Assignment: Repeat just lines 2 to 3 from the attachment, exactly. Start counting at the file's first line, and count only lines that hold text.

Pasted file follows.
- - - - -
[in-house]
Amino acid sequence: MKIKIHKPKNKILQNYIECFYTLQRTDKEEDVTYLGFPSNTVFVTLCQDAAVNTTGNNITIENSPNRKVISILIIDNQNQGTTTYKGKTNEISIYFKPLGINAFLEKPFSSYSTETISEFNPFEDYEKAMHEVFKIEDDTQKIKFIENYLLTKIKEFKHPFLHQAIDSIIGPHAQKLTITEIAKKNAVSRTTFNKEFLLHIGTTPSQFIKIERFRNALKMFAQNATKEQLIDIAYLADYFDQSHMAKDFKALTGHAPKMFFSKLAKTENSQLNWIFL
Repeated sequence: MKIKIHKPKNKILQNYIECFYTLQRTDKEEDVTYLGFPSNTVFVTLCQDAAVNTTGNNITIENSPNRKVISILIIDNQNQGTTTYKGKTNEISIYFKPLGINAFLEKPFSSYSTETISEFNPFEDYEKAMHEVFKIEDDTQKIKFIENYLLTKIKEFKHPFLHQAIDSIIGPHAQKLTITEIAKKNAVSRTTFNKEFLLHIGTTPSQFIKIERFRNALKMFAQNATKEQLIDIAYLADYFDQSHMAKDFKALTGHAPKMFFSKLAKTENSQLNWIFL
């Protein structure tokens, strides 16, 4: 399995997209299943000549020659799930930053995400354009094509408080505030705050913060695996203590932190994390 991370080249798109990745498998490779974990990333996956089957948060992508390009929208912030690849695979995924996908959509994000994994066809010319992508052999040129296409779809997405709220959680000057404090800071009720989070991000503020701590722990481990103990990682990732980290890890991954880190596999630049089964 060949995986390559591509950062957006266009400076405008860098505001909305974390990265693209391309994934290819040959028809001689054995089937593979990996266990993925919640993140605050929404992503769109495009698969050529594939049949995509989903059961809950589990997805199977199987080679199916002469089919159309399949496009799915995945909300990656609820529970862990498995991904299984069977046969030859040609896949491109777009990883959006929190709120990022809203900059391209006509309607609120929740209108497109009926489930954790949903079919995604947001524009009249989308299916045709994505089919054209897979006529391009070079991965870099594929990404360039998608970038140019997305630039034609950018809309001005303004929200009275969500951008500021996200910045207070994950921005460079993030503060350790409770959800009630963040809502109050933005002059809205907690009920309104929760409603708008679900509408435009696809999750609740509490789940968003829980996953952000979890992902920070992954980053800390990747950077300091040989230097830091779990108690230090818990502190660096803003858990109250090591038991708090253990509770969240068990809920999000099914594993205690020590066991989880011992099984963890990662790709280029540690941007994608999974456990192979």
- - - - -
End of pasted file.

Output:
Amino acid sequence: MKIKIHKPKNKILQNYIECFYTLQRTDKEEDVTYLGFPSNTVFVTLCQDAAVNTTGNNITIENSPNRKVISILIIDNQNQGTTTYKGKTNEISIYFKPLGINAFLEKPFSSYSTETISEFNPFEDYEKAMHEVFKIEDDTQKIKFIENYLLTKIKEFKHPFLHQAIDSIIGPHAQKLTITEIAKKNAVSRTTFNKEFLLHIGTTPSQFIKIERFRNALKMFAQNATKEQLIDIAYLADYFDQSHMAKDFKALTGHAPKMFFSKLAKTENSQLNWIFL
Repeated sequence: MKIKIHKPKNKILQNYIECFYTLQRTDKEEDVTYLGFPSNTVFVTLCQDAAVNTTGNNITIENSPNRKVISILIIDNQNQGTTTYKGKTNEISIYFKPLGINAFLEKPFSSYSTETISEFNPFEDYEKAMHEVFKIEDDTQKIKFIENYLLTKIKEFKHPFLHQAIDSIIGPHAQKLTITEIAKKNAVSRTTFNKEFLLHIGTTPSQFIKIERFRNALKMFAQNATKEQLIDIAYLADYFDQSHMAKDFKALTGHAPKMFFSKLAKTENSQLNWIFL